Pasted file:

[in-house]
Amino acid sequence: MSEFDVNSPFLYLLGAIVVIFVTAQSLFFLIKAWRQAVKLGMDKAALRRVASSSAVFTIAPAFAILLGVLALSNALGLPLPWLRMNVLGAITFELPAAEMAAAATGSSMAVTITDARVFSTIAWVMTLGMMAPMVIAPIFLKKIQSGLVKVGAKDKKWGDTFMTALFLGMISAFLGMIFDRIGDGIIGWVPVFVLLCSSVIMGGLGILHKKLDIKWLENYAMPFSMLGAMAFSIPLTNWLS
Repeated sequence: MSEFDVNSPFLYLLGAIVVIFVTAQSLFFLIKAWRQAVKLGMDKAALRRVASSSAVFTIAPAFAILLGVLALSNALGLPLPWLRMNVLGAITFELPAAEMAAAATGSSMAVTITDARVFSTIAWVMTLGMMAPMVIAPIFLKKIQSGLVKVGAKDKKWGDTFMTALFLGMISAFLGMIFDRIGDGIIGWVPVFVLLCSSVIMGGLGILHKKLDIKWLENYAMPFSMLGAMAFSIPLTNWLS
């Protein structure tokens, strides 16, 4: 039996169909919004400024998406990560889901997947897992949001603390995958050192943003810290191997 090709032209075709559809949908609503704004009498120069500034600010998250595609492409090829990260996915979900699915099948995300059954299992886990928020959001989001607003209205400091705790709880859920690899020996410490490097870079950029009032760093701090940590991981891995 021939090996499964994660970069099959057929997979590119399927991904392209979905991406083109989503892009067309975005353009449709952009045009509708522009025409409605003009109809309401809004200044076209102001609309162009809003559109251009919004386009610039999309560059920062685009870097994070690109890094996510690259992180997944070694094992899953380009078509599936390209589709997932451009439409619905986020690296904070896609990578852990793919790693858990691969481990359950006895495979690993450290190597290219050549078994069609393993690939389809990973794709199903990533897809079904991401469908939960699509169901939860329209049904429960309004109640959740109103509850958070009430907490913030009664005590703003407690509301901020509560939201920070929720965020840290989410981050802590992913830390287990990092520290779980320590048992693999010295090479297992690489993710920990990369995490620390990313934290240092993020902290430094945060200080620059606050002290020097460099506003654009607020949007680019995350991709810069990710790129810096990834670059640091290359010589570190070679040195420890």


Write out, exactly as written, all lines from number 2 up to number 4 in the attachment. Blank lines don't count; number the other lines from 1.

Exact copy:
Amino acid sequence: MSEFDVNSPFLYLLGAIVVIFVTAQSLFFLIKAWRQAVKLGMDKAALRRVASSSAVFTIAPAFAILLGVLALSNALGLPLPWLRMNVLGAITFELPAAEMAAAATGSSMAVTITDARVFSTIAWVMTLGMMAPMVIAPIFLKKIQSGLVKVGAKDKKWGDTFMTALFLGMISAFLGMIFDRIGDGIIGWVPVFVLLCSSVIMGGLGILHKKLDIKWLENYAMPFSMLGAMAFSIPLTNWLS
Repeated sequence: MSEFDVNSPFLYLLGAIVVIFVTAQSLFFLIKAWRQAVKLGMDKAALRRVASSSAVFTIAPAFAILLGVLALSNALGLPLPWLRMNVLGAITFELPAAEMAAAATGSSMAVTITDARVFSTIAWVMTLGMMAPMVIAPIFLKKIQSGLVKVGAKDKKWGDTFMTALFLGMISAFLGMIFDRIGDGIIGWVPVFVLLCSSVIMGGLGILHKKLDIKWLENYAMPFSMLGAMAFSIPLTNWLS
């Protein structure tokens, strides 16, 4: 039996169909919004400024998406990560889901997947897992949001603390995958050192943003810290191997 090709032209075709559809949908609503704004009498120069500034600010998250595609492409090829990260996915979900699915099948995300059954299992886990928020959001989001607003209205400091705790709880859920690899020996410490490097870079950029009032760093701090940590991981891995 021939090996499964994660970069099959057929997979590119399927991904392209979905991406083109989503892009067309975005353009449709952009045009509708522009025409409605003009109809309401809004200044076209102001609309162009809003559109251009919004386009610039999309560059920062685009870097994070690109890094996510690259992180997944070694094992899953380009078509599936390209589709997932451009439409619905986020690296904070896609990578852990793919790693858990691969481990359950006895495979690993450290190597290219050549078994069609393993690939389809990973794709199903990533897809079904991401469908939960699509169901939860329209049904429960309004109640959740109103509850958070009430907490913030009664005590703003407690509301901020509560939201920070929720965020840290989410981050802590992913830390287990990092520290779980320590048992693999010295090479297992690489993710920990990369995490620390990313934290240092993020902290430094945060200080620059606050002290020097460099506003654009607020949007680019995350991709810069990710790129810096990834670059640091290359010589570190070679040195420890």